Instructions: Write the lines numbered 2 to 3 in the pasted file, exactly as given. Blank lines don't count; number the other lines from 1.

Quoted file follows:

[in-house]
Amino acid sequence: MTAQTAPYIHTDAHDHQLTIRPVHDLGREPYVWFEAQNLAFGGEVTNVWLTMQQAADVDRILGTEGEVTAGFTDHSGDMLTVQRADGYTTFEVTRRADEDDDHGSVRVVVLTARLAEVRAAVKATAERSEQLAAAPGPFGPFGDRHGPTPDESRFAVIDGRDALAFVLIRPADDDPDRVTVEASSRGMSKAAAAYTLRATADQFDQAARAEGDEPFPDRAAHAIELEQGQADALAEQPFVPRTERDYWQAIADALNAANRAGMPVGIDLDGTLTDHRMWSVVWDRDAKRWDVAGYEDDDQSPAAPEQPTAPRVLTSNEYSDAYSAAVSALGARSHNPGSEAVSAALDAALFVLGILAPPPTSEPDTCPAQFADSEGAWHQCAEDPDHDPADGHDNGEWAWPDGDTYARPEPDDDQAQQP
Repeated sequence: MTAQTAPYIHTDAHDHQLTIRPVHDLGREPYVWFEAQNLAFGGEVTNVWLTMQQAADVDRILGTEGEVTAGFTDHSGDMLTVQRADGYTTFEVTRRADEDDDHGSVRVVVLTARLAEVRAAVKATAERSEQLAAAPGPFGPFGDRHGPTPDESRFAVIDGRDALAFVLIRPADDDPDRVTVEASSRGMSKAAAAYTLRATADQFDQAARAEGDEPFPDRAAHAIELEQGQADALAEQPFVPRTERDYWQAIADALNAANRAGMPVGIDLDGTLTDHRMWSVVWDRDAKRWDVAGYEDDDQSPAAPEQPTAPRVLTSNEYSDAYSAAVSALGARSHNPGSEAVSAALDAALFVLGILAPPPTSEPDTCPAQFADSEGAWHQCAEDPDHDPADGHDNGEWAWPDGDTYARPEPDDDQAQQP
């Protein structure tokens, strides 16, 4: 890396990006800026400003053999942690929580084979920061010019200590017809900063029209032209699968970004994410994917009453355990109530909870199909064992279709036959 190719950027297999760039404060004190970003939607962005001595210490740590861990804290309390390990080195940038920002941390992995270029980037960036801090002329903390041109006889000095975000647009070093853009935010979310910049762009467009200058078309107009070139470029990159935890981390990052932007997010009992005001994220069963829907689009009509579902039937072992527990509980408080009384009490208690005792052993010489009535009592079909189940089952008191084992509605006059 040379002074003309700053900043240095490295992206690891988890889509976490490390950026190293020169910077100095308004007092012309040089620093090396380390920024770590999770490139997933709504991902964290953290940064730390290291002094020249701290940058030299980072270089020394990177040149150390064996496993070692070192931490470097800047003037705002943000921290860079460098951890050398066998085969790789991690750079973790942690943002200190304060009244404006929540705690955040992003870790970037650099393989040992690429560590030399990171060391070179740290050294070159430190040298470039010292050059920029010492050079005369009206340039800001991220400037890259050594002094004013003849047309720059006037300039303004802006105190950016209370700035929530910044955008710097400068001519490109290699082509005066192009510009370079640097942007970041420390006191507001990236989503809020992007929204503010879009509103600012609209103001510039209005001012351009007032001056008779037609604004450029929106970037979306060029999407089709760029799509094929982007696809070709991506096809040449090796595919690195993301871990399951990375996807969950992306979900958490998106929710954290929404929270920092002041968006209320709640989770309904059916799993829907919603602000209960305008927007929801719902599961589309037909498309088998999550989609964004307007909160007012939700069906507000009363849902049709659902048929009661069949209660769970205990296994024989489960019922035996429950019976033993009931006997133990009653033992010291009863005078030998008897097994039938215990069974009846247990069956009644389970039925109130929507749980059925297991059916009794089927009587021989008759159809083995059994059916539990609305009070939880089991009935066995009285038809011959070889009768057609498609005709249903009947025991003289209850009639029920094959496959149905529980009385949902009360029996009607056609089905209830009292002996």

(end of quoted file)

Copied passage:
Amino acid sequence: MTAQTAPYIHTDAHDHQLTIRPVHDLGREPYVWFEAQNLAFGGEVTNVWLTMQQAADVDRILGTEGEVTAGFTDHSGDMLTVQRADGYTTFEVTRRADEDDDHGSVRVVVLTARLAEVRAAVKATAERSEQLAAAPGPFGPFGDRHGPTPDESRFAVIDGRDALAFVLIRPADDDPDRVTVEASSRGMSKAAAAYTLRATADQFDQAARAEGDEPFPDRAAHAIELEQGQADALAEQPFVPRTERDYWQAIADALNAANRAGMPVGIDLDGTLTDHRMWSVVWDRDAKRWDVAGYEDDDQSPAAPEQPTAPRVLTSNEYSDAYSAAVSALGARSHNPGSEAVSAALDAALFVLGILAPPPTSEPDTCPAQFADSEGAWHQCAEDPDHDPADGHDNGEWAWPDGDTYARPEPDDDQAQQP
Repeated sequence: MTAQTAPYIHTDAHDHQLTIRPVHDLGREPYVWFEAQNLAFGGEVTNVWLTMQQAADVDRILGTEGEVTAGFTDHSGDMLTVQRADGYTTFEVTRRADEDDDHGSVRVVVLTARLAEVRAAVKATAERSEQLAAAPGPFGPFGDRHGPTPDESRFAVIDGRDALAFVLIRPADDDPDRVTVEASSRGMSKAAAAYTLRATADQFDQAARAEGDEPFPDRAAHAIELEQGQADALAEQPFVPRTERDYWQAIADALNAANRAGMPVGIDLDGTLTDHRMWSVVWDRDAKRWDVAGYEDDDQSPAAPEQPTAPRVLTSNEYSDAYSAAVSALGARSHNPGSEAVSAALDAALFVLGILAPPPTSEPDTCPAQFADSEGAWHQCAEDPDHDPADGHDNGEWAWPDGDTYARPEPDDDQAQQP